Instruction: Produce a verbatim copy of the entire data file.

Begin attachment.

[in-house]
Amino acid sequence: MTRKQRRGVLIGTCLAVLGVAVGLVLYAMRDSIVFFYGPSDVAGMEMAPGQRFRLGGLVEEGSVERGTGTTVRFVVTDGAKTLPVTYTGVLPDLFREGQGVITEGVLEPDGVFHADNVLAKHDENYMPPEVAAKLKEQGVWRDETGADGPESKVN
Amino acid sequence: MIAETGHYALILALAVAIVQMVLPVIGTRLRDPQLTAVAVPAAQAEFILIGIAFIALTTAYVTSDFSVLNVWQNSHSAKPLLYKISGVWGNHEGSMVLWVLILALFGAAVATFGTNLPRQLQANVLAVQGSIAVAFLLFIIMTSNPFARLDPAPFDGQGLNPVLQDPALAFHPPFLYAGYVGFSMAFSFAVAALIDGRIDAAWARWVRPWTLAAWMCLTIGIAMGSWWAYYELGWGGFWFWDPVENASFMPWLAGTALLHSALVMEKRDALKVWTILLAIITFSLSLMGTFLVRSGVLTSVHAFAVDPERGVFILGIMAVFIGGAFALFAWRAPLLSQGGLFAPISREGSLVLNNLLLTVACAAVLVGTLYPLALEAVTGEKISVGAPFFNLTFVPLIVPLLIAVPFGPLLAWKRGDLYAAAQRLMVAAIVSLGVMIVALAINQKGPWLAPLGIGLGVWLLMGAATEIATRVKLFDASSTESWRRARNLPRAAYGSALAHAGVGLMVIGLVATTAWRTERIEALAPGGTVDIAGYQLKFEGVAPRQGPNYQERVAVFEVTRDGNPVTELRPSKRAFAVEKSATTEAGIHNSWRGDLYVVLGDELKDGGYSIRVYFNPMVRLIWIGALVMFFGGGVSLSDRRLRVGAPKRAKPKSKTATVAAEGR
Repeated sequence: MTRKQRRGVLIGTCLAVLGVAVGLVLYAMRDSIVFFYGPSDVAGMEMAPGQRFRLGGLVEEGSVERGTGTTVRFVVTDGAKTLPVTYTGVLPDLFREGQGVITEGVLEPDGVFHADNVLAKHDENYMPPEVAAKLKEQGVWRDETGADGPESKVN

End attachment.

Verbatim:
[in-house]
Amino acid sequence: MTRKQRRGVLIGTCLAVLGVAVGLVLYAMRDSIVFFYGPSDVAGMEMAPGQRFRLGGLVEEGSVERGTGTTVRFVVTDGAKTLPVTYTGVLPDLFREGQGVITEGVLEPDGVFHADNVLAKHDENYMPPEVAAKLKEQGVWRDETGADGPESKVN
Amino acid sequence: MIAETGHYALILALAVAIVQMVLPVIGTRLRDPQLTAVAVPAAQAEFILIGIAFIALTTAYVTSDFSVLNVWQNSHSAKPLLYKISGVWGNHEGSMVLWVLILALFGAAVATFGTNLPRQLQANVLAVQGSIAVAFLLFIIMTSNPFARLDPAPFDGQGLNPVLQDPALAFHPPFLYAGYVGFSMAFSFAVAALIDGRIDAAWARWVRPWTLAAWMCLTIGIAMGSWWAYYELGWGGFWFWDPVENASFMPWLAGTALLHSALVMEKRDALKVWTILLAIITFSLSLMGTFLVRSGVLTSVHAFAVDPERGVFILGIMAVFIGGAFALFAWRAPLLSQGGLFAPISREGSLVLNNLLLTVACAAVLVGTLYPLALEAVTGEKISVGAPFFNLTFVPLIVPLLIAVPFGPLLAWKRGDLYAAAQRLMVAAIVSLGVMIVALAINQKGPWLAPLGIGLGVWLLMGAATEIATRVKLFDASSTESWRRARNLPRAAYGSALAHAGVGLMVIGLVATTAWRTERIEALAPGGTVDIAGYQLKFEGVAPRQGPNYQERVAVFEVTRDGNPVTELRPSKRAFAVEKSATTEAGIHNSWRGDLYVVLGDELKDGGYSIRVYFNPMVRLIWIGALVMFFGGGVSLSDRRLRVGAPKRAKPKSKTATVAAEGR
Repeated sequence: MTRKQRRGVLIGTCLAVLGVAVGLVLYAMRDSIVFFYGPSDVAGMEMAPGQRFRLGGLVEEGSVERGTGTTVRFVVTDGAKTLPVTYTGVLPDLFREGQGVITEGVLEPDGVFHADNVLAKHDENYMPPEVAAKLKEQGVWRDETGADGPESKVN